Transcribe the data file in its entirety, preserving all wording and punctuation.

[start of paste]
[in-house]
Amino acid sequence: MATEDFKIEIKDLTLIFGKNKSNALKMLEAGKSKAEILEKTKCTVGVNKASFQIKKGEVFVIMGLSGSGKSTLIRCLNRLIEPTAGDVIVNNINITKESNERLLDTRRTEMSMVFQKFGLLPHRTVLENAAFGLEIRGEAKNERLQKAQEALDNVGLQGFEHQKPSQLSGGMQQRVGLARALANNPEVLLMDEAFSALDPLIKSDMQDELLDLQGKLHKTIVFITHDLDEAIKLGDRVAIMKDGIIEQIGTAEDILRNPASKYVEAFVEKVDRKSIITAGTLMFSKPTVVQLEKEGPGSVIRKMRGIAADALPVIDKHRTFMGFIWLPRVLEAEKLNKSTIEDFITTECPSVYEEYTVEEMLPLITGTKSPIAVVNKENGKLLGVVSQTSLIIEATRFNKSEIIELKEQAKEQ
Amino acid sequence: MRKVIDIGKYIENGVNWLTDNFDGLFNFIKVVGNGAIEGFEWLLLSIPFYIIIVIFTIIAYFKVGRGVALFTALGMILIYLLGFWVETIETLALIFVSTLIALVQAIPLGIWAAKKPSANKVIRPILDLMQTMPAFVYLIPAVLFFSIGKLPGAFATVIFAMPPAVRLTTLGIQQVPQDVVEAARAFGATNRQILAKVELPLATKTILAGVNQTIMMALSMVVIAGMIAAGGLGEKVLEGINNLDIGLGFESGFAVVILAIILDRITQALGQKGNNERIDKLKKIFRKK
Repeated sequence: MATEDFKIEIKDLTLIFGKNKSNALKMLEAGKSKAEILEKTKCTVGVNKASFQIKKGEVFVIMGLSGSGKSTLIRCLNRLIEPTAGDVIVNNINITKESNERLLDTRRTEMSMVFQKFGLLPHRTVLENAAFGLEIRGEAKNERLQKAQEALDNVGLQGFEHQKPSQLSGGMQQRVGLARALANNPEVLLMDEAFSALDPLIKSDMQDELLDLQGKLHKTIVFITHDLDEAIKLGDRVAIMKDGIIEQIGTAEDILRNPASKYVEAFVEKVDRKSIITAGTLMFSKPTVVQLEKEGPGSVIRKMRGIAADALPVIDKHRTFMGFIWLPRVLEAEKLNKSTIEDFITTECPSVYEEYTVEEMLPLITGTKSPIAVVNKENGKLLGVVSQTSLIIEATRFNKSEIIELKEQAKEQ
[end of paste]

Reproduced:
[in-house]
Amino acid sequence: MATEDFKIEIKDLTLIFGKNKSNALKMLEAGKSKAEILEKTKCTVGVNKASFQIKKGEVFVIMGLSGSGKSTLIRCLNRLIEPTAGDVIVNNINITKESNERLLDTRRTEMSMVFQKFGLLPHRTVLENAAFGLEIRGEAKNERLQKAQEALDNVGLQGFEHQKPSQLSGGMQQRVGLARALANNPEVLLMDEAFSALDPLIKSDMQDELLDLQGKLHKTIVFITHDLDEAIKLGDRVAIMKDGIIEQIGTAEDILRNPASKYVEAFVEKVDRKSIITAGTLMFSKPTVVQLEKEGPGSVIRKMRGIAADALPVIDKHRTFMGFIWLPRVLEAEKLNKSTIEDFITTECPSVYEEYTVEEMLPLITGTKSPIAVVNKENGKLLGVVSQTSLIIEATRFNKSEIIELKEQAKEQ
Amino acid sequence: MRKVIDIGKYIENGVNWLTDNFDGLFNFIKVVGNGAIEGFEWLLLSIPFYIIIVIFTIIAYFKVGRGVALFTALGMILIYLLGFWVETIETLALIFVSTLIALVQAIPLGIWAAKKPSANKVIRPILDLMQTMPAFVYLIPAVLFFSIGKLPGAFATVIFAMPPAVRLTTLGIQQVPQDVVEAARAFGATNRQILAKVELPLATKTILAGVNQTIMMALSMVVIAGMIAAGGLGEKVLEGINNLDIGLGFESGFAVVILAIILDRITQALGQKGNNERIDKLKKIFRKK
Repeated sequence: MATEDFKIEIKDLTLIFGKNKSNALKMLEAGKSKAEILEKTKCTVGVNKASFQIKKGEVFVIMGLSGSGKSTLIRCLNRLIEPTAGDVIVNNINITKESNERLLDTRRTEMSMVFQKFGLLPHRTVLENAAFGLEIRGEAKNERLQKAQEALDNVGLQGFEHQKPSQLSGGMQQRVGLARALANNPEVLLMDEAFSALDPLIKSDMQDELLDLQGKLHKTIVFITHDLDEAIKLGDRVAIMKDGIIEQIGTAEDILRNPASKYVEAFVEKVDRKSIITAGTLMFSKPTVVQLEKEGPGSVIRKMRGIAADALPVIDKHRTFMGFIWLPRVLEAEKLNKSTIEDFITTECPSVYEEYTVEEMLPLITGTKSPIAVVNKENGKLLGVVSQTSLIIEATRFNKSEIIELKEQAKEQ